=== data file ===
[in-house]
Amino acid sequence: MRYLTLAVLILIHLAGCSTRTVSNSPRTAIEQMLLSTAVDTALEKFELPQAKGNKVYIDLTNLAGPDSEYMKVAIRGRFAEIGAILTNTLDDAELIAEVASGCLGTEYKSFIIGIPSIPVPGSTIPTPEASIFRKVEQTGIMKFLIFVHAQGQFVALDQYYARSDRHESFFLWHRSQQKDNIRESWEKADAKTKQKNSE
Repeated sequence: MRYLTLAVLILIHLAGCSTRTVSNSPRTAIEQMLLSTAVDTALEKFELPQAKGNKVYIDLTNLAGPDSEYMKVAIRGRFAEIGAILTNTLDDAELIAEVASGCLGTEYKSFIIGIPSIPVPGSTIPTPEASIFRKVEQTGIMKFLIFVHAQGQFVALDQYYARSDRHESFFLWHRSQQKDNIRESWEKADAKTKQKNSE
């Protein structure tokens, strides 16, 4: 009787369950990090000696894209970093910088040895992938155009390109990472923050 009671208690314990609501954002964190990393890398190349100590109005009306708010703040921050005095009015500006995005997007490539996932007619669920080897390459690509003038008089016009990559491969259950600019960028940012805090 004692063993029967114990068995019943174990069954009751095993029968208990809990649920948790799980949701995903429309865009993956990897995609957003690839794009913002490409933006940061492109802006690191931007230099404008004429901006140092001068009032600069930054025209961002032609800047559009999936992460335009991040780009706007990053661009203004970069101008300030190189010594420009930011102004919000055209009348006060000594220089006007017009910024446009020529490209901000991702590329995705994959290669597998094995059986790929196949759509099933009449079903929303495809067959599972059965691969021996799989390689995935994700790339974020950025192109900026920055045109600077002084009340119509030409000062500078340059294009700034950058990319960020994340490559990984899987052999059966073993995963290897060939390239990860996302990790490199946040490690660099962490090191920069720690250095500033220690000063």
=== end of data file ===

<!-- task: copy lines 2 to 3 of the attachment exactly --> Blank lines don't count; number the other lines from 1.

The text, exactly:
Amino acid sequence: MRYLTLAVLILIHLAGCSTRTVSNSPRTAIEQMLLSTAVDTALEKFELPQAKGNKVYIDLTNLAGPDSEYMKVAIRGRFAEIGAILTNTLDDAELIAEVASGCLGTEYKSFIIGIPSIPVPGSTIPTPEASIFRKVEQTGIMKFLIFVHAQGQFVALDQYYARSDRHESFFLWHRSQQKDNIRESWEKADAKTKQKNSE
Repeated sequence: MRYLTLAVLILIHLAGCSTRTVSNSPRTAIEQMLLSTAVDTALEKFELPQAKGNKVYIDLTNLAGPDSEYMKVAIRGRFAEIGAILTNTLDDAELIAEVASGCLGTEYKSFIIGIPSIPVPGSTIPTPEASIFRKVEQTGIMKFLIFVHAQGQFVALDQYYARSDRHESFFLWHRSQQKDNIRESWEKADAKTKQKNSE